Rocky has been holding the title as the heavyweight champion until he is defeated by a brutal challenger, and now must regain his fighting spirit through a big rematch, trained by an unlikely ally: his old nemesis Apollo Creed.
After iron man Drago, a highly intimidating 6-foot-5, 261-pound Soviet athlete, literally destroys Apollo Creed in an exhibition match, Rocky comes to the heart of Russia for 15 pile-driving boxing rounds of revenge.
A human-looking indestructible cyborg is sent from 2029 to 1984 to assassinate a waitress, whose unborn son will lead humanity in a war against the machines, while a soldier from that war is sent to protect her at all costs.
A young man is accidentally sent 30 years into the past in a time-traveling DeLorean invented by his friend, Dr. Emmett Brown, and must make sure his high-school-age parents unite in order to save his own existence.
Michael J. Fox,
Rocky Balboa is a struggling boxer trying to make the big time, working as a debt collector for a pittance. When heavyweight champion Apollo Creed visits Philadelphia, his managers want to set up an exhibition match between Creed and a struggling boxer, touting the fight as a chance for a "nobody" to become a "somebody". The match is supposed to be easily won by Creed, but someone forgot to tell Rocky, who sees this as his only shot at the big time. Written by
Murray Chapman <email@example.com>
The scene that involved Rocky and Adrian kissing in Rocky's kitchen was originally not scripted the way it was shot. Talia Shire had contracted the flu and was worried about getting Sylvester Stallone sick, so she was very hesitant to kiss him. Her hesitation and behavior was actually such an improvement over the scripted scene that they decided to keep it. Indeed, this scene has become Stallone's favorite scene in the entire Rocky saga, and both he and Shire see the scene as a 'birth-scene' for Adrian, where she is awakened to a new life. See more »
In the final fight, just before we see the sign for Round 13, there is a shot of Rocky in a clinch looking fairly unmarked even though the previous rounds had shown him already very bloodied. See more »
Club fight attendee:
Come on, Spider!
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The film opens with the title of the film scrolling from right to left underscored by music. However, instead of just doing the opening credits for the cast, Rocky is shown boxing. The rest of the credits appear later as Rocky is shown walking down a street, and this time there is nothing underscoring the credits. See more »
If you think Sylvester Stallone has made nothing but stinkers you just have to see 'Rocky'. This is a brilliant film, based on Stallone's own screenplay, where he plays a complex character in such a terrific way it is not strange people thought this was going to be a great actor. Compare it to another great film about a boxer, 'Raging Bull', and 'Rocky' will be better at some points. It goes without saying that it's quite an achievement.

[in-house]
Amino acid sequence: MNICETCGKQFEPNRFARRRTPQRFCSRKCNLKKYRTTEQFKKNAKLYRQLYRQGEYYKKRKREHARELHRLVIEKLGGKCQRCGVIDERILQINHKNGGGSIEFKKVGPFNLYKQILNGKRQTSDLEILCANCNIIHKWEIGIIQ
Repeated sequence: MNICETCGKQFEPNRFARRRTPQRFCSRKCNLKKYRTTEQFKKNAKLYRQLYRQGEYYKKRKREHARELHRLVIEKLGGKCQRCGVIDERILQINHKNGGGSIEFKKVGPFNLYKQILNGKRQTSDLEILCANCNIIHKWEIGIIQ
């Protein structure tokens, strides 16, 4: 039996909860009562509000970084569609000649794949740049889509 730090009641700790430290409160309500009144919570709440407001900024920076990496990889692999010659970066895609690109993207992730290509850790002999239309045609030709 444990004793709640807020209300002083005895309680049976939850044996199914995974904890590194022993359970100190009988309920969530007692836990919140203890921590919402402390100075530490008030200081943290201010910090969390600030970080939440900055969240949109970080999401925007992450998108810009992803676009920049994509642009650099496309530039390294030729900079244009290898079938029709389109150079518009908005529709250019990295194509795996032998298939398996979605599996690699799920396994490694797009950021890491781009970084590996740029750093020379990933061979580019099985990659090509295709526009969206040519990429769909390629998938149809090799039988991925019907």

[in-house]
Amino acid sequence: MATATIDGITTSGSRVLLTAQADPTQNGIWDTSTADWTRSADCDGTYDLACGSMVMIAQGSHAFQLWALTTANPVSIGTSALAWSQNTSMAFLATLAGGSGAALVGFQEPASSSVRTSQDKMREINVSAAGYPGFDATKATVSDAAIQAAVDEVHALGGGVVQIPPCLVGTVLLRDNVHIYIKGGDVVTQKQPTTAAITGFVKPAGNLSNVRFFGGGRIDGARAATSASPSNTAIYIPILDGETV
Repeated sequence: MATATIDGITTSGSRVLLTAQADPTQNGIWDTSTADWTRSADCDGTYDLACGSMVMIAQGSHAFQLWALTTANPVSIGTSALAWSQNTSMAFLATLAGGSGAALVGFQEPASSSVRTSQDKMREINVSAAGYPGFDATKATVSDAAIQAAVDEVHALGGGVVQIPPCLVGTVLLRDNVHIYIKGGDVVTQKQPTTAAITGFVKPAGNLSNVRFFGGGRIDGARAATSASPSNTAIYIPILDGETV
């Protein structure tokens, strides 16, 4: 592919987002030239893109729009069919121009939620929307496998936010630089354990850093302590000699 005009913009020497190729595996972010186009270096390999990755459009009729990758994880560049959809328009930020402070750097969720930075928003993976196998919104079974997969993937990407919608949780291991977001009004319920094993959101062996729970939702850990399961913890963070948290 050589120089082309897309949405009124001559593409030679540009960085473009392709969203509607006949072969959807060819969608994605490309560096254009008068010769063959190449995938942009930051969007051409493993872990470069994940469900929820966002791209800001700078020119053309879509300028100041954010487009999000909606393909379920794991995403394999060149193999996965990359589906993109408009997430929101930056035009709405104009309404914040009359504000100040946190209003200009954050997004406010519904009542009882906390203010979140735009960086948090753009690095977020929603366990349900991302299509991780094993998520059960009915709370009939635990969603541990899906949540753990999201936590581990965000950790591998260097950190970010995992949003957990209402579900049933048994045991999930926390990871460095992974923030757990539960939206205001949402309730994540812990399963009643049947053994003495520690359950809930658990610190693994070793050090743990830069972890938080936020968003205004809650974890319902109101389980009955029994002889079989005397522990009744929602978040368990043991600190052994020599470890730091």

The story is about Rocky Balboa (Stallone), a boxer who once had a glorious future, but now fights for little money in gyms. Then, out of the blue, he gets the chance to fight the heavyweight champ Apollo (Carl Weathers), a stunt from his side. Although Rocky seems to have no chance he starts his training to make the best of it, although at first he is too proud to accept any help. The scene where he finally accepts the help from his old trainer Mickey (Burgess Meredith) is one of the best scenes in the film. Rocky also starts dating the very shy girl Adrian (Talia Shire), sister of his friend Paulie (Burt Young).
'Rocky' is a terrific film in every aspect. The acting is what amazed me the most. Stallone gives such an impressive performance it is very hard to believe he is also the star of films like 'Over the Top', 'Stop! Or My Mom Will Shoot' and 'Judge Dredd', and from the other 'Rocky'-films for that matter. Not only Stallone is impressive, Shire, Young and Meredith find perfect notes for their characters as well. Every little thing that happens seems natural through their acting and of course Stallone's screenplay does a great job here. Director John G. Avildsen serves this material the way he should. Of course he is no Martin Scorsese, 'Raging Bull' stays the better directed film, but he knows how to tell this story.
I do not like boxing very much, so a boxing-film is not something I would enjoy. But this is not a boxing-film, it is a film about a boxer. It tells about a character who happens to be a boxer running for a title. This is probably one of the points where the other four 'Rocky'-films fail and where films like this one and 'Raging Bull' and Clint Eastwood's 'Million Dollar Baby' succeed.
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